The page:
In Karupaiyan v. CVS Health Corp. et al, 19 Civ. 8814, 2021 WL 4341132 (S.D.N.Y. Sept. 23 2021), the court, inter alia, held that plaintiff sufficiently alleged claims of race discrimination against several defendants under Title VII of the Civil Rights Act of 1964, 42 U.S.C. 1981, and the New York State and City Human Rights Laws. (Plaintiff asserted a host of claims, some of which the court held were sufficiently alleged and some not; here I will focus on one subset of claims, namely, that plaintiff was terminated because of his race (black, Indian, and Tamil).)
This decision is instructive on the application of the so-called “stray remarks” doctrine, which is used to assess whether alleged discriminatory comments – which are typically asserted as evidence of discrimination – are probative of unlawful discrimination.
The court explained the law as follows:
Typically, “verbal comments may raise an inference of discrimination, but not where they lack a causal nexus” to an adverse employment action. Luka v. Bard Coll., 263 F. Supp. 3d 478, 487 (S.D.N.Y. 2017) (internal quotation marks omitted). The Second Circuit has established a four-factor test to determine whether purportedly offensive statements suggest discriminatory bias or are merely “stray remarks” that generally “do not constitute sufficient evidence to support a case of employment discrimination.” Danzer v. Norden Sys., Inc., 151 F.3d 50, 56 (2d Cir. 1998). The test considers: [i] who made the remark (i.e., a decision-maker, a supervisor, or a low-level co-worker); [ii] when the remark was made in relation to the employment decision at issue; [iii] the content of the remark (i.e., whether a reasonable juror could view the remark as discriminatory); and [iv] the context in which the remark was made (i.e., whether it was related to the decision-making process).
Applying this rule, the court held that a remark made by a non-supervisory employee – namely, “you black guy, go back to India” – did not give rise to an inference that any adverse employment action was discriminatory. Notably, plaintiff did not suggest in his complaint that that employee “had any hand” in the termination decision or “possessed any supervisory function” relative to plaintiff.
The court reached the opposite conclusion, however, with respect to certain comments made by others:
Second, the Court assesses Kalyani’s alleged racially discriminatory conduct. Kalyani was Plaintiff’s direct supervisor, and possessed a direct role in managing Plaintiff’s team of engineers and approving his timesheets for submission to APN. (Am. Compl. ¶¶ 62-63). Kalyani also hired the individual who replaced Plaintiff at Aetna-AHM. (Id. at ¶ 100). The Complaint includes two allegedly offensive remarks, which Plaintiff says support an inference of discrimination: one calling Plaintiff a “black apple” and the other telling Denner on the day of his termination to “kick the black tamil guy out of here immediately.” The Court considers Kalyani’s “black apple” comment to be a mere stray remark lacking a nexus to any adverse employment event, as it was made in a context wholly divorced from any adverse employment action averred in the Complaint. However, the Court views Kalyani’s August 26, 2019 remark as plausibly supporting an inference that Plaintiff’s termination was related to his race, as she invoked Plaintiff’s race while informing Plaintiff of his termination.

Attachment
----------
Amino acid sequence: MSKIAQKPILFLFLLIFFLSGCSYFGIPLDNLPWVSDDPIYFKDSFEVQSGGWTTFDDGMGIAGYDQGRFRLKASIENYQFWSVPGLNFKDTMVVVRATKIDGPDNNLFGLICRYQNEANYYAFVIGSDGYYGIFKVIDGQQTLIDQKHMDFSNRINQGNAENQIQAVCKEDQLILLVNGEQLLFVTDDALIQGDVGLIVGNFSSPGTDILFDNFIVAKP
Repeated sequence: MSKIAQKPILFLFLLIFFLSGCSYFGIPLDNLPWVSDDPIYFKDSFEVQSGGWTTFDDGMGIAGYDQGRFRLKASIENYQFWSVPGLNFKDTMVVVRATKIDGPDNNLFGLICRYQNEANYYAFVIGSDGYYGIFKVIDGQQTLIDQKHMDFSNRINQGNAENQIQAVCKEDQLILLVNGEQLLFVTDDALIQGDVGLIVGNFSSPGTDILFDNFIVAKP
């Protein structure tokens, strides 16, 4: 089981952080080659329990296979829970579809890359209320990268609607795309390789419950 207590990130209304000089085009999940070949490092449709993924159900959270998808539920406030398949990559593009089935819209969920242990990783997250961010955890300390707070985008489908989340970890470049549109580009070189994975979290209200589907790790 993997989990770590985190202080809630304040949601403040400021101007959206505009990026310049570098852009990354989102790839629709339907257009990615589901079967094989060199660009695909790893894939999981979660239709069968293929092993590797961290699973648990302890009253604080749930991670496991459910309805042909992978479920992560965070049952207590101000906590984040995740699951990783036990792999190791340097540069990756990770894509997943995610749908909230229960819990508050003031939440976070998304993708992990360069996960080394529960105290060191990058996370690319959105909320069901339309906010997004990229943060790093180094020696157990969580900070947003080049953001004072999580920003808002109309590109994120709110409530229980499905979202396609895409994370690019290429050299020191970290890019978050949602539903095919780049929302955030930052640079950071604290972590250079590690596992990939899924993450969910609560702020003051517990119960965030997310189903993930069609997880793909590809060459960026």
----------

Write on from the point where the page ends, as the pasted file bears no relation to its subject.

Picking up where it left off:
Third, Neela’s comment calling Plaintiff a “black old Madrasi” and expressing a desire to do everything she could to remove him from the MAH project is sufficiently connected to Plaintiff’s termination and failure to receive pay to support an inference of race discrimination. Plaintiff alleges that Neela had a supervisory role over him; that she was a “primary decision maker in APN consulting”; and that she had power over hiring decisions because of her personal relationships with top CVS management. (Am. Compl. ¶¶ 39, 98). The Court expresses no view as to the accuracy of Plaintiff’s characterization of Neela’s role, but his allegations suffice to allege that Neela’s comment was more than a stray remark. Indeed, Neela allegedly made these comments in response to an inquiry from Plaintiff about his failure to receive pay, which failure the Court has already determined to constitute an adverse employment action. Neela also suggested that she would exert her influence as an APN Vice President to remove Plaintiff from the project on which he was working, which statement may be understood as connected to Plaintiff’s termination. Drawing all reasonable inferences in Plaintiff’s favor, the Court finds that Neela’s comments plausibly support an inference that racial animus at least partly contributed to Plaintiff’s adverse employment events.
Lastly, the Court finds that Vedant’s racially hostile remark threatening to beat up Plaintiff if he repeated his request for payment plausibly supports an inference that Plaintiff was refused pay, at least in part, because of discriminatory animus. Even though Vedant’s remark was made 11 days following Plaintiff’s termination, the Court cannot dismiss this comment, made by the founder and CEO of APN (Am. Compl. ¶ 14), and directly related to a complaint that Plaintiff had lodged during his employment, as a mere stray remark.
Based on this, the court held that plaintiff plausibly alleged a claim of racial discrimination.